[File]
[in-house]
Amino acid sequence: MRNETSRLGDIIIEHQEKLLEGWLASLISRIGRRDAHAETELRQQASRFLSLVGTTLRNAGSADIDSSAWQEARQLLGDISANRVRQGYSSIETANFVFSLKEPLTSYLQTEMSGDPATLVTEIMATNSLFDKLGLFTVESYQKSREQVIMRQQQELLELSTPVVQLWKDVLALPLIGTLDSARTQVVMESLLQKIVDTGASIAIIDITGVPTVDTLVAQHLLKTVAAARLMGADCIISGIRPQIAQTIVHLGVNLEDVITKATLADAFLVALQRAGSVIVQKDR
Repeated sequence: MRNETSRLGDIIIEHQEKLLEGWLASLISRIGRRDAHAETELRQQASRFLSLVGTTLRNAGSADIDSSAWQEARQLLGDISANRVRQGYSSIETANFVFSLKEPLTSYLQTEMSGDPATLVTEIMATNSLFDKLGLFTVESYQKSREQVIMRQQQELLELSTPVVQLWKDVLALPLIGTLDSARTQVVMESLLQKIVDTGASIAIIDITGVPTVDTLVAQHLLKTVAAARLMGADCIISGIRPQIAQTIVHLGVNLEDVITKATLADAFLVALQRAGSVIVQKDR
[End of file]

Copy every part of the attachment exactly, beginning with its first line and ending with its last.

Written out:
[in-house]
Amino acid sequence: MRNETSRLGDIIIEHQEKLLEGWLASLISRIGRRDAHAETELRQQASRFLSLVGTTLRNAGSADIDSSAWQEARQLLGDISANRVRQGYSSIETANFVFSLKEPLTSYLQTEMSGDPATLVTEIMATNSLFDKLGLFTVESYQKSREQVIMRQQQELLELSTPVVQLWKDVLALPLIGTLDSARTQVVMESLLQKIVDTGASIAIIDITGVPTVDTLVAQHLLKTVAAARLMGADCIISGIRPQIAQTIVHLGVNLEDVITKATLADAFLVALQRAGSVIVQKDR
Repeated sequence: MRNETSRLGDIIIEHQEKLLEGWLASLISRIGRRDAHAETELRQQASRFLSLVGTTLRNAGSADIDSSAWQEARQLLGDISANRVRQGYSSIETANFVFSLKEPLTSYLQTEMSGDPATLVTEIMATNSLFDKLGLFTVESYQKSREQVIMRQQQELLELSTPVVQLWKDVLALPLIGTLDSARTQVVMESLLQKIVDTGASIAIIDITGVPTVDTLVAQHLLKTVAAARLMGADCIISGIRPQIAQTIVHLGVNLEDVITKATLADAFLVALQRAGSVIVQKDR